Achirus lineatus, the lined sole, is a ray-finned flatfish found in the Western Atlantic. Its common length is 17 cm. Often considered a trash fish in commercial trawling, it is of little or no economic value.
Diet and habitat
This species feeds on worms, crustaceans and small fishes, and occurs mainly in brackish or hypersaline lagoons, or on sandy-muddy bottoms of estuaries, as well as the littoral zone. It hides itself in the substrate, leaving its eyes uncovered to view prey and predators. It can easily disguise itself in the environment and can be associated with reefs and be found at depths to 20 m.
Reproduction and lifecycle
Reproduction appears to occur year-round, at least in some portions of the animal's range. Juveniles have a brief planktonic life, moving quickly to the benthic stage. Its growth rate is relatively slow.
Commonly, it is caught in the Western Atlantic bight: Florida and northern Gulf of Mexico to northern Argentina. A. lineatus is a broadly euryhaline species, having a wide salinity tolerance. Individuals have been collected in near-fresh water from the upper portions of the St. Lucie and Caloosahatchee estuaries, Florida.
Common misidentified species
Careful examination allows A. lineatus and other right-eyed achirids to be distinguished from all co-occurring flatfish of the families Bothidae (lefteye flounders) and Cynoglossidae (tonguefishes), all of which have the left side up. The right-eyed flounders of family Pleuronectidae typically inhabit colder waters than A. lineatus. Within the Achiridae, the absence of vertical body bars should be sufficient to distinguish A. lineatus from three co-occurring species, the naked sole (Gymnachirus melas) and fringed sole (G. texae). The lined sole is sometimes confused with the hogchoker, (Trinectes maculatus) which is distinguished (at over 15 mm total length) by the latter's total lack of pectoral fin rays. Lined sole are also easily differentiated from scrawled sole (Trinectes inscriptus), whose side-up body is covered by a network of irregular dark lines.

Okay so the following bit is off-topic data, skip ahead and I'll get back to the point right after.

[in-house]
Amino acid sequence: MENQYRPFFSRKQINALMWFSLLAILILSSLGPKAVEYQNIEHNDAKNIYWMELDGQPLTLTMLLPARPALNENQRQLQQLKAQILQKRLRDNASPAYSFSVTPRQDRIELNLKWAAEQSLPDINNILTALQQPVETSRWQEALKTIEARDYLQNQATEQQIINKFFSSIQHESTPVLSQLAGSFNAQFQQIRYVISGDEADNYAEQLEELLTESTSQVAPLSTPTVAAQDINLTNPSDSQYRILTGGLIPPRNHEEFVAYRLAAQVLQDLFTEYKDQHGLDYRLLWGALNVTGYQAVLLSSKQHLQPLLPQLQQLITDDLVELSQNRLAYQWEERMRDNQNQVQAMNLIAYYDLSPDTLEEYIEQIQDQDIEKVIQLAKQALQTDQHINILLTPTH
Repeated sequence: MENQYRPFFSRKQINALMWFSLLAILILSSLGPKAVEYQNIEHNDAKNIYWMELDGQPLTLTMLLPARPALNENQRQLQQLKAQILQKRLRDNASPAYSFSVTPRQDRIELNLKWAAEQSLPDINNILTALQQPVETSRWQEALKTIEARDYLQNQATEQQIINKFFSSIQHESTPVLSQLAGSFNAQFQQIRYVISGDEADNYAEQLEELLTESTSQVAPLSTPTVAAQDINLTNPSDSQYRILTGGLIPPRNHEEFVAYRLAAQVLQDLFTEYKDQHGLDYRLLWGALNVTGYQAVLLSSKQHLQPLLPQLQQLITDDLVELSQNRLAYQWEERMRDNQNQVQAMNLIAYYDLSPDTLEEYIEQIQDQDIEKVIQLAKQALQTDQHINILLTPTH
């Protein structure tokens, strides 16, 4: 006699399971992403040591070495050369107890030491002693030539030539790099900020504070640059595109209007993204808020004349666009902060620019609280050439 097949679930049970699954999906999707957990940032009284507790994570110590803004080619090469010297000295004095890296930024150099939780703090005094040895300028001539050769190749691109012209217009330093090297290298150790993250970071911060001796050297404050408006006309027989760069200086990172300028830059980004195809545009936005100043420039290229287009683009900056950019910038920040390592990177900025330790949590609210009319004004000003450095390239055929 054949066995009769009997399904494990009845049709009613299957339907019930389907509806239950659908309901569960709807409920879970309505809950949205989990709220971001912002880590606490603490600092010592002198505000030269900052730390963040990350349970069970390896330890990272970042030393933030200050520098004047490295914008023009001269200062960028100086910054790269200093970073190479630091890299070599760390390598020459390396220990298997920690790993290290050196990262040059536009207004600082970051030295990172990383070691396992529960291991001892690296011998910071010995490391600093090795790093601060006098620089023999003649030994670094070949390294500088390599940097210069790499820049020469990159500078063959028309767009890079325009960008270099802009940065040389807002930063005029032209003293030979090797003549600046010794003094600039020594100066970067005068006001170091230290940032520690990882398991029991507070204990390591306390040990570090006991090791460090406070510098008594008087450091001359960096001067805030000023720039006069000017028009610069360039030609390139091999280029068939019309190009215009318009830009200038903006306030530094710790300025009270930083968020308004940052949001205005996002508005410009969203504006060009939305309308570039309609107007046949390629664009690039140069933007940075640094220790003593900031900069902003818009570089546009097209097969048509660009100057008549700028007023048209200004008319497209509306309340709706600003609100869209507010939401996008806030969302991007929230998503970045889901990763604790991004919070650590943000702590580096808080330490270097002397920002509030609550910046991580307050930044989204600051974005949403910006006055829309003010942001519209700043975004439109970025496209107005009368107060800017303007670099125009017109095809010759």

- Buddo, D., Grijalba Bendeck, L. & Munroe, T. (2015). Achirus lineatus. The IUCN Red List of Threatened Species doi:10.2305/IUCN.UK.2015-4.RLTS.T193273A2215700.en
- Cervigón, F., R. Cipriani, W. Fischer, L. Garibaldi, M. Hendrickx, A.J. Lemus, R. Márquez, J.M. Poutiers, G. Robaina and B. Rodriguez (1992). Fichas FAO de identificación de especies para los fines de la pesca. Guía de campo de las especies comerciales marinas y de aquas salobres de la costa septentrional de Sur América. FAO, Rome.
- Figueiredo, J.L. and N.A. Menezes (2000). Manual de peixes marinhos do sudeste do Brasil. VI. Teleostei (5). Museu de Zoologia, Universidade de São Paulo. Brazil.
- Gunter G and GE Hall (1963). "Additions to the List of euryhaline fishes of North America". Copeia: 596–597.
- Robins CR, Ray GC, and J Douglas. (1986). A Field Guide to Atlantic Coast Fishes. The Peterson Field Guide Series. Houghton Mifflin Co., Boston.
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- Achetus lineatus at fishbase.org
- Munroe, T.A., 2002. Achiridae. American soles. p. 1925–1933. In K.E. Carpenter (ed.) FAO species identification guide for fishery purposes. The living marine resources of the Western Central Atlantic. Vol. 3: Bony fishes part 2 (Opistognathidae to Molidae), sea turtles and marine mammals
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